8---Japan has lost ground on five economic fronts since last China summit, JT
Economic eclipse: Japan’s GDP in 2006 was $4.3 trillion, ranking it No. 2 in the world while China’s GDP was $2.8 trillion, placing it fourth after the U.S., Japan and Germany. In 2013, China’s GDP was $9.4 trillion, doubling Japan’s $4.5 trillion.
China outguns Japan: China’s national defense budget has grown to 808.2 billion yuan ($132 billion) in 2014, from 283.8 billion yuan in 2006. Japan’s national defense budget was ¥4.78 trillion ($41.9 billion) in fiscal 2014, little changed from ¥4.79 trillion in 2006, Defense Ministry data show.
Japan needs China more, China needs Japan less: The share of China’s exports to Japan in the country’s total overseas shipments dropped to 7.9 percent in 2013 from 9.8 percent in 2006, according to data compiled by Bloomberg. China accounted for 20.6 percent of Japan’s total overseas shipments in 2013, up from 16.5 percent in 2006.
Investment shifts: In the first six months of this year, Japan and Japanese companies invested $2.9 billion in China, according to government data. In 2013, foreign direct investment was $9.1 billion, up from $6.2 billion in 2006. Chinese investment into Japan was $437 million in the first half of this year, up from $140 million in the whole of last year and just $12 million in 2006.
Tourists: Reflecting the increased wealth of its burgeoning middle class and a weakening yen, 1.8 million mainland Chinese visited Japan in the first nine months of 2014, compared to 0.8 million people in 2006, according to data from the Japan Tourism Agency.
9--A Liberal Democratic Party lawmaker is calling on Prime Minister Shinzo Abe to delay the next consumption tax increase “by 1½ years” to achieve the administration’s key policy goal of beating nearly two decades of deflation. JT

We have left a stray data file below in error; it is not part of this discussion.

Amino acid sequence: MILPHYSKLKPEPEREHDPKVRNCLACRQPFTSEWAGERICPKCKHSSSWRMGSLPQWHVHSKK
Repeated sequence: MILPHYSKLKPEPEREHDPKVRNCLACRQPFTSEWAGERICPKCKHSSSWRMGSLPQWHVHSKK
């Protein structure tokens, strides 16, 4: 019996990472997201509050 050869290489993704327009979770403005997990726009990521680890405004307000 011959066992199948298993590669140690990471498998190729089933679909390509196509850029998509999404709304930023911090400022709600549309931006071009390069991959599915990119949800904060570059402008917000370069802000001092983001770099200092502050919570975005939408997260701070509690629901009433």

Kozo Yamamoto said in a recent interview that the administration believed the “Abenomics” policy mix would shore up stock prices and push down the yen, and that expansion of exports would offset the negative impact of the first sales tax hike, to 8 percent, last April l.
“But the assumption was wrong,” said Yamamoto, a former Finance Ministry official who is now head of an intraparty group of Diet members that supports Abe’s economic policies centering on drastic monetary easing and massive fiscal spending.
“We are concerned that Abenomics will end in failure if the administration repeats its mistake” and raises the consumption tax to 10 percent next October, Yamamoto said.
Amid lingering fears that a postponement would undermine Japan’s fiscal discipline and trigger a surge in long-term interest rates, Yamamoto said: “This will never happen.
“What people overseas are most concerned about is a slowdown of the Japanese economy. We can earn international trust if we explain that we will rebuild the economy and overcome deflation” by putting off the next tax hike.
Abe has told the world he will carry out the two-stage consumption tax increase for fiscal rehabilitation. But some lawmakers, including Yamamoto, and government officials have recently asked him to delay the second round, with economic data showing the first significantly stifled domestic demand.
The economy contracted an annualized real 7.1 percent in the three months through June, its worst setback since the first quarter of 2009 when it shrank an annualized 15.0 percent following the 2008 global financial crisis.
Under Abe, the yen has fallen to a seven-year low, fueling a jump in Japanese exports and a surge in corporate earnings. The benchmark Topix stock index has gained more than 70 percent since Abe was elected in December 2012 and closed at a six-year high today.
The International Monetary Fund has warned of the risks if Japan fails to increase the levy, with Japan mission chief Jerald Schiff saying last month it’s “really the only tool” for cutting the debt burden.
The IMF projects Japan’s gross government debt to swell to the equivalent of 245 percent of GDP this year, the most in the world.
11--China GDP to surpass US, economist